Performing the function of the national energy accountant for the last two decades, we are often consulted by other agencies for energy data. We conduct various surveys and investigations to provide a better understanding and deep insights to energy related issues covering many sectors. We often collaborate with Department of Census and Statistics in these efforts.

A survey for the food industry - Energy Efficiency and Renewable Energy Efficiency Potential in the Food Value Chain

Energy economics of the food value chain has a great impact on the energy demand of the country. Comprehensive studies are needed to assess the embedded energy, energy efficiency and renewable energy potential in selected food value chains.

We designed a study in collaboration with the Faculty of Livestock, Fisheries and Nutrition - Wayamba University, to quantify embedded energy from farm to plate for selected food value chains. The food value chain is comprised of different nodes, i.e. production, handling & storage, process & packaging, distribution & marketing, and consumption. Energy is accumulated in food items at all these nodes of the food value chain due to the usage of fossil fuel for different activities, which commences at the farm and ends at the plate. This energy is known as embedded energy. Food is wasted at each node of the value chain and results in energy wastage. The energy wastage through the food value chain should be reduced, in order to control the build-up of embedded energy in food items which survive up to the plate.

The Dambulla Economic Centre (DEC) is the focal point in fruits and vegetable value chain and crucial location, which handles the inflow and outflow of large volumes of fruits and vegetables in Sri Lanka, thus the study was designed based on this important node. In Sri Lanka, the major stakeholders in the fruit and vegetable value chains are small farms, home garden, cluster organizations / commercial farms, agro zone projects and integrated agriculture projects, village / central collecting centres and provincial wholesale markets.


The specific activities of the study were;

  • Estimation of food volumes in terms of inward bound, outward bound and waste generated including waste disposal, at the Dambulla Economic Centre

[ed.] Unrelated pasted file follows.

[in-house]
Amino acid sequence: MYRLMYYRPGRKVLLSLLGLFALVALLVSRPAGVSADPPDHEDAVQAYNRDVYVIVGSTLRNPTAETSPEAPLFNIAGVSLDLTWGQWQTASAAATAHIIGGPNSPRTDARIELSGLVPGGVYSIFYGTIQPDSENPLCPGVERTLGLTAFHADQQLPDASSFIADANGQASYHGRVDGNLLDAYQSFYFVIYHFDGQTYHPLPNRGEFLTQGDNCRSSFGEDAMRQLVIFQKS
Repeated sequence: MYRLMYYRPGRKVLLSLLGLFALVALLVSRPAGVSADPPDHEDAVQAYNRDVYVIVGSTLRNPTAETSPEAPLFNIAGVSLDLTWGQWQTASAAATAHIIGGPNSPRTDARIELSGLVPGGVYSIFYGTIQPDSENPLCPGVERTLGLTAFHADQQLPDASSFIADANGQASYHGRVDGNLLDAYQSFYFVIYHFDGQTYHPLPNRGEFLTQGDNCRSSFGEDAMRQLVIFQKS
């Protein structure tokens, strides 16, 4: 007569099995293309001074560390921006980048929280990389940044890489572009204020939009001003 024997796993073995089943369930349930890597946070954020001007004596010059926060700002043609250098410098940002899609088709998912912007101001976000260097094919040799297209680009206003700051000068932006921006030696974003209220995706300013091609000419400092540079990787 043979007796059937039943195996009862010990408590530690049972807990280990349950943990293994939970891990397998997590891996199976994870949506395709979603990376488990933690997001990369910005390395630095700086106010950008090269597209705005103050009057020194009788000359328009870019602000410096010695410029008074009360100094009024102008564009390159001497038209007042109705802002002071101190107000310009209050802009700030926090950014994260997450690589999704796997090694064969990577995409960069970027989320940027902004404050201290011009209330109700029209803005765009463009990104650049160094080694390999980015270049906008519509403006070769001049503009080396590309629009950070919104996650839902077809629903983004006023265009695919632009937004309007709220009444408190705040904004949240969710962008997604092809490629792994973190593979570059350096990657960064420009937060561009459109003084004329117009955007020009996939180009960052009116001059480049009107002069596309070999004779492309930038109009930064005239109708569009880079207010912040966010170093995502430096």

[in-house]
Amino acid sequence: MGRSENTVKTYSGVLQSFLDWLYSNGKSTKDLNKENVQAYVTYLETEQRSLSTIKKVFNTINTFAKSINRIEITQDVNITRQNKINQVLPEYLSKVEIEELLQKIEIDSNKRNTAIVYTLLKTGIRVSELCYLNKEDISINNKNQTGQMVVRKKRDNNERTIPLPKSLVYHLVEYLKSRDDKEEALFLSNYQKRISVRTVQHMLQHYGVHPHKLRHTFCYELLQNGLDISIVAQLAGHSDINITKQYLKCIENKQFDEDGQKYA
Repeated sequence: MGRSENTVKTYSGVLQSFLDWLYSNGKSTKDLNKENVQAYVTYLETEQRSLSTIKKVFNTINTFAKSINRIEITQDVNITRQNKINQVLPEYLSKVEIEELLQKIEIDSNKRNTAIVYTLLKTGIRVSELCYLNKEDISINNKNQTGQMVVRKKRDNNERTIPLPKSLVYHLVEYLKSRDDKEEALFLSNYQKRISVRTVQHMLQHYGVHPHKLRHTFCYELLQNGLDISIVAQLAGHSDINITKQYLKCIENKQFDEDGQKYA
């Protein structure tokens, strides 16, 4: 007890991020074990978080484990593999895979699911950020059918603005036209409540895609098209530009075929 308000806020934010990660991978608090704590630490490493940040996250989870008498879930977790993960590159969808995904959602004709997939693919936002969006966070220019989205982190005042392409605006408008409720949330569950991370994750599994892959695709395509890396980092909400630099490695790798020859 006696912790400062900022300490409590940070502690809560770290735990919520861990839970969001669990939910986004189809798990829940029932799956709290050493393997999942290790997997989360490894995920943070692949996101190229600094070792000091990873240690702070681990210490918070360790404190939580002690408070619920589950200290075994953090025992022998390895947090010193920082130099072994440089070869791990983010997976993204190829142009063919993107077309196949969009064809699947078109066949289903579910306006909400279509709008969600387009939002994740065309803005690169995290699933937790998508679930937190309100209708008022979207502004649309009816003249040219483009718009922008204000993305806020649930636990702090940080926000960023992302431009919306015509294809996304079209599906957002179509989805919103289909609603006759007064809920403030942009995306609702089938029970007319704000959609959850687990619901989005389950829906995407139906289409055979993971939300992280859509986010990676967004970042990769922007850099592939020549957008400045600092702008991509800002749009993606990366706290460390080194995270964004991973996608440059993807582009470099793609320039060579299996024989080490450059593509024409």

• Quantification of embedded energy of the food value chain for selected fruit / vegetable / leafy items
  • Quantification of the total food wastage at the Dambulla Economic Centre through a sample segmentation approach
  • Trace the supply chain from point of origin (farm) to the final destination (household) and quantify waste generation and embedded energy
  • Estimation of energy impact in different packaging / preservation methods which can reduce food waste, in the perspective of reduced waste


The project was conducted for a period of 18 months from June 2015 to December 2016

This study has many benefits to us as well as the food industry. The main benefit obtained by us from this study is, quantifying the energy efficiency potential and renewable energy potential of the food value chain. The other benefits include, 

  • Building a grand alliance of players in the food industry
  • Reducing the energy impact of food
    • Large scale waste of input resources
    • Large scale generation of waste (energy resource)
  • Investigating the role of post-harvest technologies (with energy impact) on curtailing food waste, increasing food security and nutrition
  • Identification of energy interventions which can reduce the energy burden and ecological footprint
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